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apathy

If the top dog in the world of finance couldn't figure it out, how is today's 19-year-old supposed to identify what's wrong and go after those at fault? The current situation doesn't lend itself to short, snappy slogans. Instead, he'd have to have a giant sign to carry in a protest march that read something like: "Down with modern financial capitalism or at least have it regulated by a body with some effective oversight and the ability to regulate and curtail new, harmful species of financial investment vehicles.
Notorious bad boy, Russell Brand, may have recently started a revolution. Or not. In his interview with BBC journalist Jeremy Paxman, Brand expressed his frustration with the status quo and explained why he's never voted in his entire life. He did so with intelligence and disarming charm.The trouble, however, with Russell Brand's call for a revolution is, while it may speak to people because it sounds terribly dangerous and sexy in a "fuck-it-all, let's start from scratch" kind of way, it offers no real solutions. It's not by rejecting democracy that you create change, because, in a democracy, change can only happen within the system.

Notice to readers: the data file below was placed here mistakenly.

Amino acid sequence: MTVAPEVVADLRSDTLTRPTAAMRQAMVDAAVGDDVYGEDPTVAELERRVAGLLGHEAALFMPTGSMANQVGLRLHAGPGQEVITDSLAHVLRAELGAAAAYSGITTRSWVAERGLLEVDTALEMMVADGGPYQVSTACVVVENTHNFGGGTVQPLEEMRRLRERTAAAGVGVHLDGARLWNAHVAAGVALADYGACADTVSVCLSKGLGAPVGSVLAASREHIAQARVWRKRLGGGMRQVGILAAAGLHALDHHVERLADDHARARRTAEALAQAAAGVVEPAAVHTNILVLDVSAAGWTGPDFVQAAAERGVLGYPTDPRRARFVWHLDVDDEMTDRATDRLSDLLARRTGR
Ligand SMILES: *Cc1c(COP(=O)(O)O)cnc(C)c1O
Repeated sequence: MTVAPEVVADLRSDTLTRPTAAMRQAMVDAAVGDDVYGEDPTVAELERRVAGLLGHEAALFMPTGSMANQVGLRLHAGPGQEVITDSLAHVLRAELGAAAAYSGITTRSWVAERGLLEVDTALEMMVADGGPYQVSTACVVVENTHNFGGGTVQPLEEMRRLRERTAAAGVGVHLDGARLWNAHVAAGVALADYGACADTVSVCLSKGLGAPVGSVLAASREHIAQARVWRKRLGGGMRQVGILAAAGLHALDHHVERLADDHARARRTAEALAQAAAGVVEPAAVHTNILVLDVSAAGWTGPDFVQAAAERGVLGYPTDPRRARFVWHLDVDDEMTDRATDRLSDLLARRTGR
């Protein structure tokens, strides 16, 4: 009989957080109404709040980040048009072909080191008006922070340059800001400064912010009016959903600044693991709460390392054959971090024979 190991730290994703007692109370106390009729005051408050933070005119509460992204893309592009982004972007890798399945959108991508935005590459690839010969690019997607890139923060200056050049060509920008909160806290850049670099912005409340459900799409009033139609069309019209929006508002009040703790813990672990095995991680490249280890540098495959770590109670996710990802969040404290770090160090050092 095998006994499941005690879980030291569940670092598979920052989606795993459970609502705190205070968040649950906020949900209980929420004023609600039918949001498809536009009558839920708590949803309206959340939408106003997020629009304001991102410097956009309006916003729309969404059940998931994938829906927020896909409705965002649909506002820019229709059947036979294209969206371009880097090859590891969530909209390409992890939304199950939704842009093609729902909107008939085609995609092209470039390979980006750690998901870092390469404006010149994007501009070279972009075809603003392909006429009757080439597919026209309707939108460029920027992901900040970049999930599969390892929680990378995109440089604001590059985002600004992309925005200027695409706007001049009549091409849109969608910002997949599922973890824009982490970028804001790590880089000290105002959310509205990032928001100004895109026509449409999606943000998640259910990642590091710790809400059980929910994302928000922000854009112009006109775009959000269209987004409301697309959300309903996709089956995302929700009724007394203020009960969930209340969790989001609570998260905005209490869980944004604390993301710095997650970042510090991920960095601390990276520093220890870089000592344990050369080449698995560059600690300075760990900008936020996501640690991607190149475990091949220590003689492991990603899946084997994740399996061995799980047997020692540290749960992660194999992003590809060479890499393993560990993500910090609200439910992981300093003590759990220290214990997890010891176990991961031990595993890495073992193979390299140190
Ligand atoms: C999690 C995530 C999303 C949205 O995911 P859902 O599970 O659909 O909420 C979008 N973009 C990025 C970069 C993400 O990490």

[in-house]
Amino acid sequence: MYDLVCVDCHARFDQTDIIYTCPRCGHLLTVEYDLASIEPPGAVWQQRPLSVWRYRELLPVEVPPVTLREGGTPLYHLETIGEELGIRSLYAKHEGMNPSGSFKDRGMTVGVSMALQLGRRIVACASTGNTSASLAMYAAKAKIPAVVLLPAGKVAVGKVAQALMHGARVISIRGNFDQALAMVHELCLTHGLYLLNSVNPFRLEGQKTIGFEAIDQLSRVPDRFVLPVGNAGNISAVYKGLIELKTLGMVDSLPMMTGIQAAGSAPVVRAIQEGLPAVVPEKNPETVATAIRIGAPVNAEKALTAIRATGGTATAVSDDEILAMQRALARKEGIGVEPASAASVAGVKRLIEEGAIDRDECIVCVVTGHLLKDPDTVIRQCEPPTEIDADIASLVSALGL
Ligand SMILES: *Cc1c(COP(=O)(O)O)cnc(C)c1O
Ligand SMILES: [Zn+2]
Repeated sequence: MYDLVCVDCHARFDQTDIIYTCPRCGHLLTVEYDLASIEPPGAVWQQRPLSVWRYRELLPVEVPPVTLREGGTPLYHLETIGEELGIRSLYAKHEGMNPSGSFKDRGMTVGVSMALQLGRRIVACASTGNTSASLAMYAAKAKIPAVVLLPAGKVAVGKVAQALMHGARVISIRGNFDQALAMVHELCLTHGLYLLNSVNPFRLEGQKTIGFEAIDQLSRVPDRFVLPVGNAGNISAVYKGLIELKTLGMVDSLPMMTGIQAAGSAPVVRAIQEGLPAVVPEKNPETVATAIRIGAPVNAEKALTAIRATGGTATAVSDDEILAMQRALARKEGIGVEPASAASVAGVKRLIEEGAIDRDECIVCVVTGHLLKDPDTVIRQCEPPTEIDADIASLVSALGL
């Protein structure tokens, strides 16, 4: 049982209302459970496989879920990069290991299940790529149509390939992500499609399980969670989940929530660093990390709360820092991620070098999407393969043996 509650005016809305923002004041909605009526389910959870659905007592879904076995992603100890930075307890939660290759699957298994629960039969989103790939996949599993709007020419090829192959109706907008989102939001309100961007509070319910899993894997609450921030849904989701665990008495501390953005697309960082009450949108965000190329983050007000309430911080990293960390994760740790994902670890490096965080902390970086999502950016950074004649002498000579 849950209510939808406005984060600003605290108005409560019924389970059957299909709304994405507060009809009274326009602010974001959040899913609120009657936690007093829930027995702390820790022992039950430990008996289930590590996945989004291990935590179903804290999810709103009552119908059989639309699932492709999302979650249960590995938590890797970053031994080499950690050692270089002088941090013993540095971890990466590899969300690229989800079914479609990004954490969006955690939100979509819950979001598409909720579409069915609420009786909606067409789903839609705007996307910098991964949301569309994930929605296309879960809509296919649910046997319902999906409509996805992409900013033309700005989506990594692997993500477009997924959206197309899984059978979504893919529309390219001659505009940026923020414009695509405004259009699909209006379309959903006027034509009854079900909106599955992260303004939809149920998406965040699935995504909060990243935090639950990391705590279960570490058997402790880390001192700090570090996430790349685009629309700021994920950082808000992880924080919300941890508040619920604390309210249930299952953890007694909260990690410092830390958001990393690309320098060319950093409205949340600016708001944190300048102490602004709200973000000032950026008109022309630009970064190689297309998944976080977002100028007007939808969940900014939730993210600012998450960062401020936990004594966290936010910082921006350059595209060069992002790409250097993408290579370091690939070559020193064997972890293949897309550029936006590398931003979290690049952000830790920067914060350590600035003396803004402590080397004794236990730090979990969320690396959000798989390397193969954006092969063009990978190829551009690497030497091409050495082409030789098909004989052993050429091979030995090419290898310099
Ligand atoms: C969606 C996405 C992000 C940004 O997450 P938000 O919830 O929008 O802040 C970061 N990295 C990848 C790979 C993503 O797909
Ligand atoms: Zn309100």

Unless you've been living in a sleeping bag with your smartphone and a bag of Skittles, you know that there are some pretty squirrely things going on in the world right now. Big, big things that shout out to be shouted at. And smaller just-plain-wrong things that we all encounter every day as we go about our daily chores and chuckles.
As school wraps up and kids retreat to virtual worlds, parents fear their children are hunkered down in the basement, slaying aliens. What if they were solving real-world problems? Could video games be the antidote to apathy?